Give and take: Shanghai hospital witnesses 30 years of medical exchange between China and the US

By Yu Xi in Shanghai Source:Global Times Published: 2020/4/19 19:48:40

The Shanghai Children's Medical Center building which was established in 1998  Photo: Courtesy of SCMC

The Shanghai Children's Medical Center sent 2,000 N95 masks to the US, bearing all shipping expenses in early March after receiving an urgent plea from Seattle Children's Hospital for a mask donation due to a global manufacturing shortage amid the global COVID-19 pandemic. 

The Shanghai center's activity is just one of many help China has extended to other countries. 

Chinese respiratory expert Zhong Nanshan and Shanghai medical expert Zhang Wenhong have both shared their experience in fighting the coronavirus pandemic with Western experts.

It's really difficult to imagine Chinese doctors could share cutting-edge technology or clinical experiences with their foreign counterparts 30 years ago, said Liu Jinfen, one of the center's founders and China's leading pediatric cardiovascular surgeons. 

Located in eastern Shanghai's Pudong, Shanghai Children's Medical Center, a project jointly established by the Shanghai municipal government and US Project HOPE in the late 1980s, has been part of bilateral exchanges in the medical field between China and the US for the past 30 years. 

Although China and the US have had high and low points in bilateral relations, medical exchanges have never stopped.

"It was controversial to cooperate with the US in launching such a huge project at the time. But it has been proven that we made a wise choice," Liu told the Global Times on Thursday. The US agreed to invest $25 million in equipment and personnel training, while China decided to spend about 300 million yuan (about $60 million in 1990) on the project, Liu added.

"Chinese people are always grateful in retrospect to the help from the US experts in building this hospital," Liu said.

US Project HOPE experts visited the center for the first time in 1988, after which Chinese doctors began to study overseas, marking the beginning of extensive exchanges between the two countries, Liu noted. In the early 90s, Liu himself went to the US to study cutting-edge technology for more than a year. Societal advancements like supermarkets and expressways in the US left him awestruck and made him wonder about the advent of such progress in China.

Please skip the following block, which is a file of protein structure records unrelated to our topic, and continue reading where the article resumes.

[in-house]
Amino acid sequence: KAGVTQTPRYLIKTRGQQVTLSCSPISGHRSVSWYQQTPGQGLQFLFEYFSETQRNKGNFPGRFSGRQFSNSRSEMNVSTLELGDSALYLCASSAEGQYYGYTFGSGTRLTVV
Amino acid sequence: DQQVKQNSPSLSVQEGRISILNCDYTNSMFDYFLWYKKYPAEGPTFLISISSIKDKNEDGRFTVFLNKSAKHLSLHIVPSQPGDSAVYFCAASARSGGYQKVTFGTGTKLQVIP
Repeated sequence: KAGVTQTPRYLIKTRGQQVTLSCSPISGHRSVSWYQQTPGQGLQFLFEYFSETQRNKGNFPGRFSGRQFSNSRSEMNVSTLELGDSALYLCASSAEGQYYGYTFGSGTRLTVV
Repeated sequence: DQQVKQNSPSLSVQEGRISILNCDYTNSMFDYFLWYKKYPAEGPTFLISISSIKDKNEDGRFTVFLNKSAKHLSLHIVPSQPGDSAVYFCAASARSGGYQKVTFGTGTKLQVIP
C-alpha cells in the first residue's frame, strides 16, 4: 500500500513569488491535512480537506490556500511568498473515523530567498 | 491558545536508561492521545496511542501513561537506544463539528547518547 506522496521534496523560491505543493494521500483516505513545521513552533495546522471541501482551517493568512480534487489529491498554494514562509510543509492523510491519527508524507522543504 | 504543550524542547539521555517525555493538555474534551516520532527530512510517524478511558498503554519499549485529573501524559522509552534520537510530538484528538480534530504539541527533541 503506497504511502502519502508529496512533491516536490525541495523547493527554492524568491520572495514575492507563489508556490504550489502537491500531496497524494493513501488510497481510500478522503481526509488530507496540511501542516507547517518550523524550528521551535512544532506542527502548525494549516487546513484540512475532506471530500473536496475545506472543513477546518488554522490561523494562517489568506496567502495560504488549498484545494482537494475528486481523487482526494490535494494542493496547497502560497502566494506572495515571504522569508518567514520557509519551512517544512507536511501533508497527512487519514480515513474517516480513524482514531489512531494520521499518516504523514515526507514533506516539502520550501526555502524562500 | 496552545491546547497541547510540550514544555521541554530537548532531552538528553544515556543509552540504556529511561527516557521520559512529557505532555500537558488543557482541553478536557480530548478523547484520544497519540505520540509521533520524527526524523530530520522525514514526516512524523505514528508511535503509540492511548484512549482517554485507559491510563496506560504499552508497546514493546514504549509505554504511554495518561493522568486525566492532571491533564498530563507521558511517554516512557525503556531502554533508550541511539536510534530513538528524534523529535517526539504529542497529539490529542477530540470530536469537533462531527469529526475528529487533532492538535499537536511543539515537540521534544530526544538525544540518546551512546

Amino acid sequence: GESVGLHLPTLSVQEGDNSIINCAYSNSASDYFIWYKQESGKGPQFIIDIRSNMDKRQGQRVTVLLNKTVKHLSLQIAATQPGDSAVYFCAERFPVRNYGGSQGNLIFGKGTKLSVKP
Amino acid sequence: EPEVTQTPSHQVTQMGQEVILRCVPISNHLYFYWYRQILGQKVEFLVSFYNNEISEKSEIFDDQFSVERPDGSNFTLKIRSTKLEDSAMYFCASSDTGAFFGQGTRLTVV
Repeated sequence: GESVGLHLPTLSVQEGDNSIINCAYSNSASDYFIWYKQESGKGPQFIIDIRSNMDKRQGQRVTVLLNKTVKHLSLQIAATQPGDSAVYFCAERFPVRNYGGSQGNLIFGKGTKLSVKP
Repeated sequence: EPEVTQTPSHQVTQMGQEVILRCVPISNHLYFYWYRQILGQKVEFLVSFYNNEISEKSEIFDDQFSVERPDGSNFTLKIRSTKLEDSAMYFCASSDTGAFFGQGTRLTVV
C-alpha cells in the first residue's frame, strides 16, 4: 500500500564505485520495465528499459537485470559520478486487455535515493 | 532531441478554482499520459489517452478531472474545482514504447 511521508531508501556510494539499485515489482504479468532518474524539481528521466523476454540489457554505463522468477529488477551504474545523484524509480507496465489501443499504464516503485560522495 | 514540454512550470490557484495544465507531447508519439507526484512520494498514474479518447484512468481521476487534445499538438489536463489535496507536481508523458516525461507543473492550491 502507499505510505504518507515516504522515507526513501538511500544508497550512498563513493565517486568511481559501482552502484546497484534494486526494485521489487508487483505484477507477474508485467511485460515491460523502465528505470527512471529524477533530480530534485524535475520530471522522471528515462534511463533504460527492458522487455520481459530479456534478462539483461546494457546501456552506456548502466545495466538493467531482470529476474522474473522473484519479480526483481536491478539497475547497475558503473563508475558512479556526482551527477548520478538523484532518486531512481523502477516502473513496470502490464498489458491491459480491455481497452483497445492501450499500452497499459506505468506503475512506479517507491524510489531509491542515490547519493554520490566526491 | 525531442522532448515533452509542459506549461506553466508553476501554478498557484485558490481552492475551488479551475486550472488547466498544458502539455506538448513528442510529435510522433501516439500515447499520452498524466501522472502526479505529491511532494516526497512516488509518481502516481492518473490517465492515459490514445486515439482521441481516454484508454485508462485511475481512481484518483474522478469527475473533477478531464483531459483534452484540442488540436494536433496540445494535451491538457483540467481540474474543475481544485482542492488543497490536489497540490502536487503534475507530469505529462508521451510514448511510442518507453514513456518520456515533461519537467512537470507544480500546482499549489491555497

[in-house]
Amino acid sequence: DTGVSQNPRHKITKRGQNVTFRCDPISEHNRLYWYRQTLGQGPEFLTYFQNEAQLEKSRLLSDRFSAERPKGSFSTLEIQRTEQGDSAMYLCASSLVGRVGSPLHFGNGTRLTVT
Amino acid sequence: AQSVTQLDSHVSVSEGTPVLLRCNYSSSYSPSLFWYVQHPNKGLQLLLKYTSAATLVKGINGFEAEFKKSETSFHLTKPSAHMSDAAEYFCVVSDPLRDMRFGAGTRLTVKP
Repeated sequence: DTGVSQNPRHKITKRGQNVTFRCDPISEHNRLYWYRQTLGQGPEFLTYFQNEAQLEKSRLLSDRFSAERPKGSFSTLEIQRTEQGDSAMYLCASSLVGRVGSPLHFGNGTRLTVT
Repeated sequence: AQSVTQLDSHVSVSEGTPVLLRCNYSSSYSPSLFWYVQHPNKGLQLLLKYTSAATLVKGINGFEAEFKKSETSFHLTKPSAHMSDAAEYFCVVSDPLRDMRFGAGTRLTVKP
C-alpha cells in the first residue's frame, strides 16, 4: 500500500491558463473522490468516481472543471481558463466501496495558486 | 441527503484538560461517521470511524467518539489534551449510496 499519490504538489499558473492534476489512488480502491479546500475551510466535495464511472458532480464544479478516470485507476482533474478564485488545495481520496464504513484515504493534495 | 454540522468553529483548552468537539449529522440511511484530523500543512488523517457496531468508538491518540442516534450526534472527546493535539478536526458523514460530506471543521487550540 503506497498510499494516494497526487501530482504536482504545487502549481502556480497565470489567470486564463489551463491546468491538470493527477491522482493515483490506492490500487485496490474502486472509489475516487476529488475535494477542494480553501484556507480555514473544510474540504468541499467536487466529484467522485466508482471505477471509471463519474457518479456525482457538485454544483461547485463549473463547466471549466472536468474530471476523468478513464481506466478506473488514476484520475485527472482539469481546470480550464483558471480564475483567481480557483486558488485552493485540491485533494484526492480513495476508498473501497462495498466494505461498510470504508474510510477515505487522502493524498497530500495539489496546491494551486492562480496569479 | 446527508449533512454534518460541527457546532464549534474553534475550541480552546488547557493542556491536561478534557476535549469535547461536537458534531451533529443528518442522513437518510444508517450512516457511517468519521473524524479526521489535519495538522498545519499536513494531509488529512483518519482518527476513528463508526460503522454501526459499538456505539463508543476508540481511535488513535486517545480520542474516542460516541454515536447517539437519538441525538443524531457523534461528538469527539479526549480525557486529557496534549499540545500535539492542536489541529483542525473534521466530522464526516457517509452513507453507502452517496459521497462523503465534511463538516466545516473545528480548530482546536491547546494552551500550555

Liu Jinfen with his young patients Photo: Courtesy of SCMC


Along with closer bilateral academic exchange, high-level ties were also gradually restored. Former US First Lady Hillary Clinton came to Shanghai to cut the ribbon at the opening ceremony of the hospital in June 1998.

Thirty years ago, "our facility and equipment were poor, and our concept was outdated," Liu said, adding that Chinese medical practitioners had realized the huge gap between China and the West, and the need to redouble their efforts to catch up.

 US experts also assisted in the establishment of the center. Liu recalls lauding expert Richard Jonas' efforts in particular. Jonas helped with the design and development of the cardiac department and is a witness of not only the progress in medical field but of Pudong district. 

"So much has changed in Pudong. It was an area of vegetable farms. Now it's a Manhattan," said Jonas who is a world-renowned pediatric cardiac surgeon currently working as Chief of Heart Center of Children's National Medical Center in Washington DC.

"In retrospection, the US helped us, and now we help others," said Liu, noting how he and his team are often invited and welcomed by international peers. Over the years, the center has collaborated with over 10 overseas medical institutions and has established cooperative programs with more than 20 world-renowned children's hospitals.

"I'm very proud that Chinese doctors now have more say in the international community," Liu said. He and his team have performed more than 100 charitable cardiovascular surgeries for children from countries like Afghanistan, Bangladesh, and others in need.

The progress and achievements in the medical field is just a miniature aspect of Pudong's development in the past 30 years. 

The new building of Shanghai Children's Medical Center Photo: Courtesy of SCMC

Puxi vs Pudong

Huangpu River divides Shanghai into two regions - Puxi, west of the river, and Pudong, the eastern region of the city.

From site selection to rapid development, Liu witnessed the establishment of the center from its conception to fruition. He chose to move to work at the center in Pudong without hesitation. 

Liu insists on staying near the hospital, so he is ever-ready to examine patients and provide help in emergencies. In the early 90s, transportation in Pudong was very poor. Liu recalled being often unable to catch a bus home after hours-long operations. He had to take a ferry to go to Puxi. 

"During that time, no one would like to buy a house there," Liu said. More Shanghainese now want to buy properties in Pudong due to its quality facilities.

In addition to pioneer international firms setting up shop in Pudong, modern hospitals and institutions have flooded the region. China's first proton and heavy-ion center opened in Shanghai in 2015 for cancer patients.

From age 20, Liu has spent 50 years working as a doctor. "Revere life and respect science," is how Liu sums up his experience. "As long as I'm capable of working, I will try my best to finish my job."


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